Astrid Sees All: A Novel Audible Audiobook – Unabridged
This “vivid portrait of a seedy, edgy, artsy, and seething New York City that will never exist again” (Elizabeth Gilbert, New York Times best-selling author) - the glittering, decadent downtown club scene of the 1980s - follows a smart, vulnerable young woman as she takes a deep dive into her dark side. Essential reading for fans of Sweetbitter, Fleabag, and books by Patti Smith.
New York, 1984: Twenty-two-year-old Phoebe Hayes is a young woman in search of excitement and adventure. But the recent death of her father has so devastated her that her mother wants her to remain home in Baltimore to recover. Phoebe wants to return to New York, not only to chase the glamorous life she so desperately craves but also to confront Ivan, the older man who wronged her.
With her best friend Carmen, she escapes to the East Village, disappearing into an underworld haunted by artists, It Girls, and lost souls trying to party their pain away. Carmen juggles her junkie-poet boyfriend and a sexy painter while, as Astrid the Star Girl, Phoebe tells fortunes in a nightclub and plots her revenge on Ivan. When the intoxicating brew of sex, drugs, and self-destruction leads Phoebe to betray her friend, Carmen disappears, and Phoebe begins an unstoppable descent into darkness.
“A new wave coming-of-age story, Astrid Sees All is a blast from the past” (Stewart O’Nan, author of The Speed Queen) about female friendship, sex, romance, and what it’s like to be a young woman searching for an identity.
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|Listening Length||8 hours and 10 minutes|
|Whispersync for Voice||Ready|
|Audible.com Release Date||April 06, 2021|
|Publisher||Simon & Schuster Audio|
|Best Sellers Rank|| #236,357 in Audible Books & Originals (See Top 100 in Audible Books & Originals) |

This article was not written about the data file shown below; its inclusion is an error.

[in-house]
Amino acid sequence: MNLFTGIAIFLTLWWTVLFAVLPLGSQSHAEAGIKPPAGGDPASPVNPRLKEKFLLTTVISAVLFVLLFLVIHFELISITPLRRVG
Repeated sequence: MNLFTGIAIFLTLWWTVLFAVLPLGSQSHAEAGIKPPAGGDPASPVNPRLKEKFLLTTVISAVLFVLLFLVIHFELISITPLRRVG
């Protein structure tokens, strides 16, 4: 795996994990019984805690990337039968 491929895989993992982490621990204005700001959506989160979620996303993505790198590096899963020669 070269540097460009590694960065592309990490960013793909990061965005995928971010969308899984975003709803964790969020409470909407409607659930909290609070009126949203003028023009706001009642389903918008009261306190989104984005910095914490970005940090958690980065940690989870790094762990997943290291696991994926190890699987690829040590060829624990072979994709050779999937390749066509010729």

#649 in Friendship Fiction (Audible Books & Originals)
#4,789 in Friendship Fiction (Books)
#8,637 in Women's Fiction (Audible Books & Originals)
Reviewed in the United States on May 20, 2021
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Cocaine and Korbel champagne charged, hitting the dance floor in the post punk paradise lost music of The Cure, Joy Division and Bauhaus. Searching for the guys who could pull off wearing black eyeliner in the most natural way versus the guys that the eyeliner was wearing them instead.
The world was ours. "We're on the list" everywhere there was a list. If there wasn't a list, it wasn't a place were we wanted to be.
Book: Astrid Sees All
Author: Natalie Standiford
Book Series: Standalone
Recommended For…: women’s literature fans, contemporary readers
Publication Date: April 6, 2021
Genre: Women’s Fiction
Recommended Age: 18+ (sex, drugs, romance, alcohol, slight gore)
Publisher: Atria Books
Synopsis: New York, 1984: Twenty-two-year-old Phoebe Hayes is a young woman in search of excitement and adventure. But the recent death of her father has so devastated her that her mother wants her to remain home in Baltimore to recover. Phoebe wants to return to New York, not only to chase the glamorous life she so desperately craves but also to confront Ivan, the older man who painfully wronged her.
With her best friend Carmen, she escapes to the East Village, disappearing into an underworld haunted by artists, It Girls, and lost souls trying to party their pain away. Carmen juggles her junkie-poet boyfriend and a sexy painter while, as Astrid the Star Girl, Phoebe tells fortunes in a nightclub and plots her revenge on Ivan.